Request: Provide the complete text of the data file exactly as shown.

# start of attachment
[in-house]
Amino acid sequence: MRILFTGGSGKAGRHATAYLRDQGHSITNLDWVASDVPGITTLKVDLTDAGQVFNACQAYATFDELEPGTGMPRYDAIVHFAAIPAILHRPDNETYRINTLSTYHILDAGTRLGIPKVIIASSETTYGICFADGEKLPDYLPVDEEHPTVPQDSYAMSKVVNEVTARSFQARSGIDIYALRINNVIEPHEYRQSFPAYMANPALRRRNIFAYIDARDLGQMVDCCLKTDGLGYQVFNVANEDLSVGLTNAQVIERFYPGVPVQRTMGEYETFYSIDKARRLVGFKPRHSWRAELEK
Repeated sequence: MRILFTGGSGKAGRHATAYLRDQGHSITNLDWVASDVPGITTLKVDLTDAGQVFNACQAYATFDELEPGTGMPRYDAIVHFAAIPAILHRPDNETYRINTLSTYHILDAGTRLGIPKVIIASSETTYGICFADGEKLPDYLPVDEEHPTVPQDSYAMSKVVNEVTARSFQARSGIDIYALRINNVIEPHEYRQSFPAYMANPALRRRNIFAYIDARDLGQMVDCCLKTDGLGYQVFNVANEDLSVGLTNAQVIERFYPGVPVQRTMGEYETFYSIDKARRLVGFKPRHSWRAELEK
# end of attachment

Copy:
[in-house]
Amino acid sequence: MRILFTGGSGKAGRHATAYLRDQGHSITNLDWVASDVPGITTLKVDLTDAGQVFNACQAYATFDELEPGTGMPRYDAIVHFAAIPAILHRPDNETYRINTLSTYHILDAGTRLGIPKVIIASSETTYGICFADGEKLPDYLPVDEEHPTVPQDSYAMSKVVNEVTARSFQARSGIDIYALRINNVIEPHEYRQSFPAYMANPALRRRNIFAYIDARDLGQMVDCCLKTDGLGYQVFNVANEDLSVGLTNAQVIERFYPGVPVQRTMGEYETFYSIDKARRLVGFKPRHSWRAELEK
Repeated sequence: MRILFTGGSGKAGRHATAYLRDQGHSITNLDWVASDVPGITTLKVDLTDAGQVFNACQAYATFDELEPGTGMPRYDAIVHFAAIPAILHRPDNETYRINTLSTYHILDAGTRLGIPKVIIASSETTYGICFADGEKLPDYLPVDEEHPTVPQDSYAMSKVVNEVTARSFQARSGIDIYALRINNVIEPHEYRQSFPAYMANPALRRRNIFAYIDARDLGQMVDCCLKTDGLGYQVFNVANEDLSVGLTNAQVIERFYPGVPVQRTMGEYETFYSIDKARRLVGFKPRHSWRAELEK